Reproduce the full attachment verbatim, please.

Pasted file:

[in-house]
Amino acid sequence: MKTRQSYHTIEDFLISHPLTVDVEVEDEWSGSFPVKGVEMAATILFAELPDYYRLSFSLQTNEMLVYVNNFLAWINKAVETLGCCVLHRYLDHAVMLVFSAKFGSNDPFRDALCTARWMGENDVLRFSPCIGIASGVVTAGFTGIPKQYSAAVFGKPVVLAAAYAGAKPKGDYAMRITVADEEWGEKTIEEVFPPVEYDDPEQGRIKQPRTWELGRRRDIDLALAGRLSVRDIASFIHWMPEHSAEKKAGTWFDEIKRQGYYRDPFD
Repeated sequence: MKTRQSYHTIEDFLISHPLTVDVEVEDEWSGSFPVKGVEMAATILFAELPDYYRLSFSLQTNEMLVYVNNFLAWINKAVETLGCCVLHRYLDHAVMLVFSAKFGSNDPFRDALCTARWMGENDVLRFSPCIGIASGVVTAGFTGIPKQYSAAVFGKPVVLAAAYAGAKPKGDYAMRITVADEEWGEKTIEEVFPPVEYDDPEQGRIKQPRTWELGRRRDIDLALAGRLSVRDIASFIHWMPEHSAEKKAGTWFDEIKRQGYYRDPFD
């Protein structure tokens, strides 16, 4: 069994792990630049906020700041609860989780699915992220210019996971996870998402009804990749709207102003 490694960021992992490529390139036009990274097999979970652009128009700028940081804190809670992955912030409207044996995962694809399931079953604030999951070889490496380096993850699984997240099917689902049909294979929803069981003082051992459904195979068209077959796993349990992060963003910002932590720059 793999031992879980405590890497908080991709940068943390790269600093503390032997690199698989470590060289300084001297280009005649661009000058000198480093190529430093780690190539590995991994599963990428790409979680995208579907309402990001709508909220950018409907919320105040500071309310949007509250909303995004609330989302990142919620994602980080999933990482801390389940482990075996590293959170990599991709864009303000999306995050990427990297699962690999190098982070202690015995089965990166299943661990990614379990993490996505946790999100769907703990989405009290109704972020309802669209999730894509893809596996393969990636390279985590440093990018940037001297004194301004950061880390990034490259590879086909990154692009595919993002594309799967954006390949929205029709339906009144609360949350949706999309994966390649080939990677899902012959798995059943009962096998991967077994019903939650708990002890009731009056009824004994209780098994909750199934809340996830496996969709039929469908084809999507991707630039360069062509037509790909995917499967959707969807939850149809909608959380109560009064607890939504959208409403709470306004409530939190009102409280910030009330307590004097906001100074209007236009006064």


[in-house]
Amino acid sequence: MKTRQSYHTIEDFLISHPLTVDVEVEDEWSGSFPVKGVEMAATILFAELPDYYRLSFSLQTNEMLVYVNNFLAWINKAVETLGCCVLHRYLDHAVMLVFSAKFGSNDPFRDALCTARWMGENDVLRFSPCIGIASGVVTAGFTGIPKQYSAAVFGKPVVLAAAYAGAKPKGDYAMRITVADEEWGEKTIEEVFPPVEYDDPEQGRIKQPRTWELGRRRDIDLALAGRLSVRDIASFIHWMPEHSAEKKAGTWFDEIKRQGYYRDPFD
Repeated sequence: MKTRQSYHTIEDFLISHPLTVDVEVEDEWSGSFPVKGVEMAATILFAELPDYYRLSFSLQTNEMLVYVNNFLAWINKAVETLGCCVLHRYLDHAVMLVFSAKFGSNDPFRDALCTARWMGENDVLRFSPCIGIASGVVTAGFTGIPKQYSAAVFGKPVVLAAAYAGAKPKGDYAMRITVADEEWGEKTIEEVFPPVEYDDPEQGRIKQPRTWELGRRRDIDLALAGRLSVRDIASFIHWMPEHSAEKKAGTWFDEIKRQGYYRDPFD
């Protein structure tokens, strides 16, 4: 069994792990630049906020700041609860989780699915992220210019996971996870998402009804990749709207102003 490694960021992992490529390139036009990274097999979970652009128009700028940081804190809670992955912030409207044996995962694809399931079953604030999951070889490496380096993850699984997240099917689902049909294979929803069981003082051992459904195979068209077959796993349990992060963003910002932590720059 793999031992879980405590890497908080991709940068943390790269600093503390032997690199698989470590060289300084001297280009005649661009000058000198480093190529430093780690190539590995991994599963990428790409979680995208579907309402990001709508909220950018409907919320105040500071309310949007509250909303995004609330989302990142919620994602980080999933990482801390389940482990075996590293959170990599991709864009303000999306995050990427990297699962690999190098982070202690015995089965990166299943661990990614379990993490996505946790999100769907703990989405009290109704972020309802669209999730894509893809596996393969990636390279985590440093990018940037001297004194301004950061880390990034490259590879086909990154692009595919993002594309799967954006390949929205029709339906009144609360949350949706999309994966390649080939990677899902012959798995059943009962096998991967077994019903939650708990002890009731009056009824004994209780098994909750199934809340996830496996969709039929469908084809999507991707630039360069062509037509790909995917499967959707969807939850149809909608959380109560009064607890939504959208409403709470306004409530939190009102409280910030009330307590004097906001100074209007236009006064």